Thursday, August 17, 2017

Stop inviting the Holy Spirit to your church

Discernment-related articles are often controversial. After all, a discerning person will call some things "bad" that others might call "good" -- and vice-versa. These articles also tend to attract more readers due to the controversial nature of the content.

So, if you're new to the website: You are welcome here. Come flood this place and fill the atmosphere.

Whoops, I got ahead of myself.

There is a lot to say on the subject of inviting the Holy Spirit into a church service. I will do my best to keep my thoughts succinct and to the point. In order to lay a bit of a foundation for this conversation, though, it would be helpful for you to check out the video below.

If you want to get to the point, you can jump to the 5:14 mark and watch for a couple of minutes. If you'd like to start at the beginning or skip the whole thing, that works too.

If you've been attending church semi-regularly over the last couple of years, you may have noticed a change in the verbiage used by those who lead music (often called "worship leaders") when they pray. Due to songs like the one above and the popularization of bands like Jesus Culture, Hillsong, Bethel, and the like, some of those up front are now telling the Spirit that He is invited to join the believers in the service.

It's an interesting phenomenon. It's also a phenomenon that should stop.

Here are my main concerns about Christians inviting the Holy Spirit into a church service.

It's not biblical.
In Scripture, no person ever prays to the Holy Spirit. Bible readers find many examples of people praying, along with imperatives and instructions concerning prayer; however, never is there found any evidence that praying to the Spirit is good and right.

Jesus got specific when He taught on prayer. He instructed that His disciples pray to the Father (Matthew 6:7-9, 7:11) and to pray in His name (John 16:23-28). Never did Jesus teach that people should pray to the Holy Spirit.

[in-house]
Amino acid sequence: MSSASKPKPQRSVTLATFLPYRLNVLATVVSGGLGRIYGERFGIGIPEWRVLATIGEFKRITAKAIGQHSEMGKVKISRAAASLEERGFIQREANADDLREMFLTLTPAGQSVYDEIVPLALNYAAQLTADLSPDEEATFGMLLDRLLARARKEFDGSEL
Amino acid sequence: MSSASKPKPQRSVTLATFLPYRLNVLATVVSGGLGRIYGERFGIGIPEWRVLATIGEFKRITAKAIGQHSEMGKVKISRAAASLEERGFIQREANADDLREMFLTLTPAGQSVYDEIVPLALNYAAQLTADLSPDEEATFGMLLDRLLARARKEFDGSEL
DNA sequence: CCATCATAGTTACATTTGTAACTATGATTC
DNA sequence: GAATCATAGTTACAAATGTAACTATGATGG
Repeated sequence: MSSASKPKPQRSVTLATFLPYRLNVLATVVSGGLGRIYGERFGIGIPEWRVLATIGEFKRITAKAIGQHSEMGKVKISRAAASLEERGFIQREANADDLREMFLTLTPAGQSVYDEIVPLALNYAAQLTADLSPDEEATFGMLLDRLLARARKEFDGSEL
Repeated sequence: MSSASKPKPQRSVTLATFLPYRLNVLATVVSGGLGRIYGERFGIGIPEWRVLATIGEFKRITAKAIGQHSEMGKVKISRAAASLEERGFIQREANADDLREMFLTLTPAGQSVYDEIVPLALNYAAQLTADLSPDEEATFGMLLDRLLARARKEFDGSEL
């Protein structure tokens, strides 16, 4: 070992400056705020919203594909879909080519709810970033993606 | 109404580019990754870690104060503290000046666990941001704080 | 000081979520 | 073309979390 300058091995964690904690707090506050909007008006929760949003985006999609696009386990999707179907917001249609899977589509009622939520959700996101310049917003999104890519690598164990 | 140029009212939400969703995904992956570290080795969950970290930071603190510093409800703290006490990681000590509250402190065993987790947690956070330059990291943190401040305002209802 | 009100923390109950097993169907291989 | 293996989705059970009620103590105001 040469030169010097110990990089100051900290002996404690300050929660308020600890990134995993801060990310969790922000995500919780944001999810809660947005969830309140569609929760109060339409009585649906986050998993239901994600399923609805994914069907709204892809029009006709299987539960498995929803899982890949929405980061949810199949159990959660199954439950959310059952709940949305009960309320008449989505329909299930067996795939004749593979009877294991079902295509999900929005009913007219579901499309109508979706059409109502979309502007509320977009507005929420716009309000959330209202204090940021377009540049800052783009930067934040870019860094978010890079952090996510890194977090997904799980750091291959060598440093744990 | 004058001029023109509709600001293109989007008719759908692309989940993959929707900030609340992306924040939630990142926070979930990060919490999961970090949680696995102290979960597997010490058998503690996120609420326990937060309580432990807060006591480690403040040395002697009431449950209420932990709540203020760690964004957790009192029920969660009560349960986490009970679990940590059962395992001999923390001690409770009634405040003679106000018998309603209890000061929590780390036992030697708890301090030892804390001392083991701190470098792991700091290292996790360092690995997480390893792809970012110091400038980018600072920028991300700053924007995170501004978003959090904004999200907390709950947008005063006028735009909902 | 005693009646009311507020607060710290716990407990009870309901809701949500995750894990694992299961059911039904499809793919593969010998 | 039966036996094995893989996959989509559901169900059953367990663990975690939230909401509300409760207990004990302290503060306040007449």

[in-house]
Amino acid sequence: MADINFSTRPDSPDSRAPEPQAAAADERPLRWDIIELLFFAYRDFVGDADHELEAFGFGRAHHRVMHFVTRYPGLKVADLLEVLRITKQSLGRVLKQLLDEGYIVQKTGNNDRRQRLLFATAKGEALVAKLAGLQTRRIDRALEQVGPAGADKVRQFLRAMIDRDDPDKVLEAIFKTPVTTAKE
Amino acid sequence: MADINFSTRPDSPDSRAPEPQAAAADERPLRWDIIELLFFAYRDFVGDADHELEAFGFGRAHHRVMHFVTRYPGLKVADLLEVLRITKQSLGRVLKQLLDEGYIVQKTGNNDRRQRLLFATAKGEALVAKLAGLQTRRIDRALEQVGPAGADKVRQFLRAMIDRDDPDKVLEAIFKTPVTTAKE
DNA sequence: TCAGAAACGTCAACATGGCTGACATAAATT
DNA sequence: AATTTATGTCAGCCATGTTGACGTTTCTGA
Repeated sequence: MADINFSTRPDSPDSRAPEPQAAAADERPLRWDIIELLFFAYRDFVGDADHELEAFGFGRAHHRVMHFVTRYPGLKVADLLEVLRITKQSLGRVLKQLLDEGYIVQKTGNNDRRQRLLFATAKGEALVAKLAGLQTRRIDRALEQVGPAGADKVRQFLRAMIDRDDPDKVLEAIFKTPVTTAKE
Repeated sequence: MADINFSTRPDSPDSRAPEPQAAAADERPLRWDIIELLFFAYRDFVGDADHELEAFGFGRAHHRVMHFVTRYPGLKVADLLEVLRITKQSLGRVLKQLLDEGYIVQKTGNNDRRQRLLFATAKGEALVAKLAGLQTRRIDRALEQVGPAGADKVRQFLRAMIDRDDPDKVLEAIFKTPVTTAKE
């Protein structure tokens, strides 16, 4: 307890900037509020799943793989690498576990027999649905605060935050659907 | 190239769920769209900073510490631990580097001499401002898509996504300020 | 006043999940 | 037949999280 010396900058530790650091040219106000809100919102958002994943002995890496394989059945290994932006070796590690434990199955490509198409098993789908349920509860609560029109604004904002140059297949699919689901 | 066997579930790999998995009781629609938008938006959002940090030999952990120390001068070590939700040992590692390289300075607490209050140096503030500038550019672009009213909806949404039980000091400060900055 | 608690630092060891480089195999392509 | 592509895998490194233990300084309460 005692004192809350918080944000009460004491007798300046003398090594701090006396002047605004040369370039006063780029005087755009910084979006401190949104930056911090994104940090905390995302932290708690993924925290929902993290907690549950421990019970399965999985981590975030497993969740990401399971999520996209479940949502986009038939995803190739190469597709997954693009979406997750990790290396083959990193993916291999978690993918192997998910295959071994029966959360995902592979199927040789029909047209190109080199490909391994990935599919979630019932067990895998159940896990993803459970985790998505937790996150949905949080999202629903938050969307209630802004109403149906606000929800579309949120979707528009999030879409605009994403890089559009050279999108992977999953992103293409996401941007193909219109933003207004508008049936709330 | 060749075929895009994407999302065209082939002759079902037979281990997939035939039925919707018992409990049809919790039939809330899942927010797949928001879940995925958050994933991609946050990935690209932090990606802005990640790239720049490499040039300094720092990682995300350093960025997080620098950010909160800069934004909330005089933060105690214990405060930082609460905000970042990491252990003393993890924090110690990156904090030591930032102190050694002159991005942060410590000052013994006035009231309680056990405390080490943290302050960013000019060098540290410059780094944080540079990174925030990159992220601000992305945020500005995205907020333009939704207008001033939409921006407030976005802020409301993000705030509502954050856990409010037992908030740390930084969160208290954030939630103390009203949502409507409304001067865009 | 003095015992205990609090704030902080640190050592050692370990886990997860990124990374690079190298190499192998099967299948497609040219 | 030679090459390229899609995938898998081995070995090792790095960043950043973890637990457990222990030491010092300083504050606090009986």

Good Trinitarian theology may lead someone to respond with a statement like, "But the Holy Spirit is God and we should speak to Him because He hears us."

Although that is good Trinitarian theology, it is not complete Trinitarian theology. What does the Bible say?

Though it is true that the Holy Spirit is God -- He is eternal, He hears us, He is a Person -- it is also true that He maintains a specific role within the Godhead. The Savior said that the Spirit's role is to glorify Jesus (John 16:14). In 1 Corinthians 2, Paul explains how the Holy Spirit is the One who teaches believers the word of God, yet he never says that they should pray to Him. In 1 Peter 1:21 it says that the Spirit moved men along as they wrote Scripture, yet those Scripture-writers never instructed that people pray to the Spirit.

Instead of speaking to Him, Christians are told to walk in step with Him (Galatians 5:25) and to not quench Him (1 Thessalonians 5:19).

Therefore, based on that short study, it would be biblically unwarranted for a person leading a congregation to ask the Spirit anything in their behalf. This is not to say that it's sinful to pray to Him -- it's just not biblical.

Still, one could make the argument from silence: Just because Scripture doesn't say we should, it doesn't mean that we shouldn't. This form of logic is never a good foundation for any practice that a person implements in his/her life; nevertheless, here are a couple of more concerns about inviting the Spirit into a church service.

It's not logical.
Good theology is derived from the Bible, and the Bible says that once a person believes in the gospel he/she is sealed with the Holy Spirit until the day of redemption (Ephesians 1:13-14, 4:30). The Spirit indwells that the believer (1 Corinthians 6:19) and the Spirit has been poured out upon all true Christians (Romans 5:5, Titus 3:4-6).

Therefore, inviting the Holy Spirit into a place where He already exists is illogical.

Think about it. On a Sunday morning, churches across the globe are filled with people who are indwelt by the Holy Spirit (the church is God's body, His people). This means when the people come together, the Holy Spirit is filling the building through the people He indwells.

Then a person stands up front on the stage and asks Him to show up.

What does this imply? At a minimum, it's just bad theology.

This leads to the important theological difference between indwelling and filling. After all, if every Christian is indwelt by the Spirit, why does Paul say that they should "be filled"?